[OPE-L:2821] Re: Re: Re: Re: Re: Re: (5 end) Partial Reply to Fred's on Althusser, concluding with CLASS STRUGGLE

From: riccardo bellofiore (bellofio@cisi.unito.it)
Date: Wed Apr 12 2000 - 03:57:20 EDT

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At 20:21 +0100 11-04-2000, Fred B. Moseley wrote:
>This is response to Riccardo's recent posts.
>Riccardo, you are no doubt correct that Keynes and the Keynesians and the
>Post-Keynesians would not understand what it means to explain the
>"necessity of money". Because they, like most mainstream economists take
>capitalism as given, as "natural" (like air to breathe, as you say). They
>do not treat money as a historically specific social form, whose existence
>therefore needs to be explained.

Wrong. Look the recent work by Wray and the paper on the origin of money by
Heinshohn and Steiger (this doesn't mean I agree with them, of course).
>But philosophers of science (including philosophers of economics) should
>be able to understand what this means. In the philosophy of science, one
>important criterion in the appraisal of the relative validity of different
>theories, is the range of important phenomena that can be explained in an
>integrated way, on the basis of one fundamental premise (or the fewest
>premises possible). On the basis of this criterion, surely a theory that
>can explain the existence of money from its fundamental value theory is
>preferred to a theory that simply takes the existence of money as a given
>fact, without explaining it.

No, if one thinks that money is prior (is the condition of the production
of) value (and surplus value).

However, the discussion about Hegel shows that to shift the discussion on a
philosophical terrain does not create any consensus but higher
>Actually, microeconomists, have tried mightily for a long time to explain
>the existence of money from the fundamental premises of their utility
>theory of value, without success. As Frank Hahn (one of those who has
>tried) concluded: "The most serious challenge that the existence of money
>poses to the theorist is this: the best developed model of the economy
>cannot find room for it." (*Money and Inflation*, 1983, p. 1)

This is exactly what Keynesians (the true Keynesians!) quote in their support!!
>Paul Davidson, a critic of neoclassical theory, has argued that the
>repeated efforts of general equilibrium theorists (e.g. Patinkin, Clower,
>Grandmont) to explain the essential role of money in a commodity economy
>have all been ad hoc, artificial, and contrived adjustments. Davidson
>argues further that such ad hoc hedging of general equilibrium theory is
>suggestive of a "degenerate research program" in the sense of Lakatos.

And I agree.
>So I would argue that this is one important area in which Marx's theory is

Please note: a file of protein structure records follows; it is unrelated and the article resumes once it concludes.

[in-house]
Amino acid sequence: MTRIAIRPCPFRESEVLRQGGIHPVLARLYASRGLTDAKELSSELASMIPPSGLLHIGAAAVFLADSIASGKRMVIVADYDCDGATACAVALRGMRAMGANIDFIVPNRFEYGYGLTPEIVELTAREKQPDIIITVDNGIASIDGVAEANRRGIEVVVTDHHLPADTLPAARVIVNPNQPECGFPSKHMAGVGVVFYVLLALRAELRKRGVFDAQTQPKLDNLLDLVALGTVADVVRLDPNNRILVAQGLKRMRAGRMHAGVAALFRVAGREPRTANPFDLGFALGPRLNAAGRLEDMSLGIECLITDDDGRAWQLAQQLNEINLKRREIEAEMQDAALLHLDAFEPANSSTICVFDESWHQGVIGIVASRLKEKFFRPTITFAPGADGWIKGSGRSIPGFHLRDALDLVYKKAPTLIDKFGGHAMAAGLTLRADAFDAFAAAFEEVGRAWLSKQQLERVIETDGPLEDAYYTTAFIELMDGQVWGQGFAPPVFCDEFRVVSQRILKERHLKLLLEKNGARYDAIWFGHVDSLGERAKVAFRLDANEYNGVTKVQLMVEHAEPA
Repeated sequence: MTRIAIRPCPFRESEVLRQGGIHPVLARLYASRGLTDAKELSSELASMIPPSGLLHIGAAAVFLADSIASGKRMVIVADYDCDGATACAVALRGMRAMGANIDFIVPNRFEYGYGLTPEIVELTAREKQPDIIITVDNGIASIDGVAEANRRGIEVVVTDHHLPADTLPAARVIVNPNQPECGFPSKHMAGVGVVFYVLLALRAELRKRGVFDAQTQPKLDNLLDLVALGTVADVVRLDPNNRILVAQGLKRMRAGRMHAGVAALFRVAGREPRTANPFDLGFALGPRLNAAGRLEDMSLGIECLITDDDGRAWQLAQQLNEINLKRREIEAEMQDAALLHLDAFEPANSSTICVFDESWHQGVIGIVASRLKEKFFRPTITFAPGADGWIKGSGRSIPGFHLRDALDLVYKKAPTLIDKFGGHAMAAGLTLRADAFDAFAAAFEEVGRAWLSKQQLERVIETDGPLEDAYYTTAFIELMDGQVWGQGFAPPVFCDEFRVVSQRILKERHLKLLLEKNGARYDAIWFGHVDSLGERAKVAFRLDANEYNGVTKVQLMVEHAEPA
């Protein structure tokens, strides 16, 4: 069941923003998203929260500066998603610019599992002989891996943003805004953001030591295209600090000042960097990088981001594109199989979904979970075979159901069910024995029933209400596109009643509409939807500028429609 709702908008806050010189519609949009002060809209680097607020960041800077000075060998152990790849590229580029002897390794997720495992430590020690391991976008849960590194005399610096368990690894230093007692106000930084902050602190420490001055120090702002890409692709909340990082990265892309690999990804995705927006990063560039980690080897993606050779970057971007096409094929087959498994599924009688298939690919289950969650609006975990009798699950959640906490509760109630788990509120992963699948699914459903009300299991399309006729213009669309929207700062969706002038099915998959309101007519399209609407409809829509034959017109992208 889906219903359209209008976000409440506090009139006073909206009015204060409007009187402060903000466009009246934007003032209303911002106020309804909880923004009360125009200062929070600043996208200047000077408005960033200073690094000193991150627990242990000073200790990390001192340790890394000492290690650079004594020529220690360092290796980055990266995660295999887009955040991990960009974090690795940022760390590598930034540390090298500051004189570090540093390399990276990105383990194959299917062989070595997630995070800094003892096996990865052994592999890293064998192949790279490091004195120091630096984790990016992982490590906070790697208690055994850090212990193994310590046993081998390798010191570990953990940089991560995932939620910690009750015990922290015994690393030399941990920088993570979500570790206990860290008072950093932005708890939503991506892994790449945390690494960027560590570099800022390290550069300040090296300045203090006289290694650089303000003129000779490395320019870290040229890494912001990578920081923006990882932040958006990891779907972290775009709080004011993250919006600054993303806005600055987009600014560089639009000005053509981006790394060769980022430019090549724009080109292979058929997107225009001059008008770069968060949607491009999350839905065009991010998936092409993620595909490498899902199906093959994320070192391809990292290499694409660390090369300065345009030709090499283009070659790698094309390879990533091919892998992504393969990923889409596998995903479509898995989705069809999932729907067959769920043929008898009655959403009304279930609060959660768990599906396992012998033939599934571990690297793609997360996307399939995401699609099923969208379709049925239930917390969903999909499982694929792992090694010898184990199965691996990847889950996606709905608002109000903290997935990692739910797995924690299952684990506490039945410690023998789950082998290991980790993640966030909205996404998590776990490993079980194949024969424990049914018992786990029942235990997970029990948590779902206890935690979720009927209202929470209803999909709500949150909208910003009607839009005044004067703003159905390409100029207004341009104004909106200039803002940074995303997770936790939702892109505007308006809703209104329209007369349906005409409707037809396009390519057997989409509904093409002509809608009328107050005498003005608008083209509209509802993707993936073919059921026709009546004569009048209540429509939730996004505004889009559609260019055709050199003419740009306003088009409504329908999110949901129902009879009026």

>superior to all other economic theories:

No, because also Keynesian theory is superior to Neoclassical's one.

> it can explain the existence of
>money as a necessary consequence of its fundamental labor theory of value.

See above. Some Keynesians would argue that money is the necessary
condition of capitalist production.
>This is not just a "difference" between Marx and Keynes. This is an area
>in which, on the basis of standard criteria of the philosophy of science,
>Marx's theory is superior to Keynes' theory.

No: philosophy of science has dissolved the idea of this kind of
comparisons. (see my review article on your book about Blaug).
>I think even Benetti and Cartilier


> might agree that it is preferrable to
>explain the necessary existence of money on the basis of fundamental value
>theory, rather than just take money as given.

The opposite is exactly their research programme!!! How could have you
missed that, being a strong critic of Benetti?

> But they argue that so far
>no theory of value has been accomplish this explanation, including Marx's
>theory. Their attitude seems to be that since it appears to be impossible
>to explain the existence of money on the basis of value theory, we have to
>just take it as given.

They simply show that Marx's deduction is faulty. Hence the other way
(trying to deduce money from value) is barren.
>I have answered at length Benetti and Cartilier's critique of Marx's
>theory of money in a paper (presented as Riccardo knows at a conference in
>Bergamo three years ago), which I will put on my web site. But I will
>save that for another occasion.


>The relevant point for the current
>discussion is that, if Marx could explain the existence of money as a
>necessary consequence of his theory of value (which I think he can),
>this would be preferred to simply taking money as given, without
>explaining its necessary existence.

I would say that, since general exchange is *capitalist* general exchange,
and since capitalist production of commodities needs to be finaced, even if
Marx is successful (and I doubt that), his explanation must be coherent
with a good theory of finance to production, which necessitates money not
be a commodity.

BTW: Benetti and Cartelier, positively speaking, criticize Marx because
they think that money is not a commodity. You ((and Martha) criticize them
because you think that thei cirticism of Marx is wrong, but you *too* agree
that money is not commodity (the same for Marx). *If* this is right, both
of you agree positively (with me, and Benetti, and Cartelier), that money
in capitalism is not a commodity. OK?

BTW2: I agree with Claus that money in Capital is a money-commodity. If
this is true, and if what is said above is true, Marx was wrong.

        Riccardo Bellofiore
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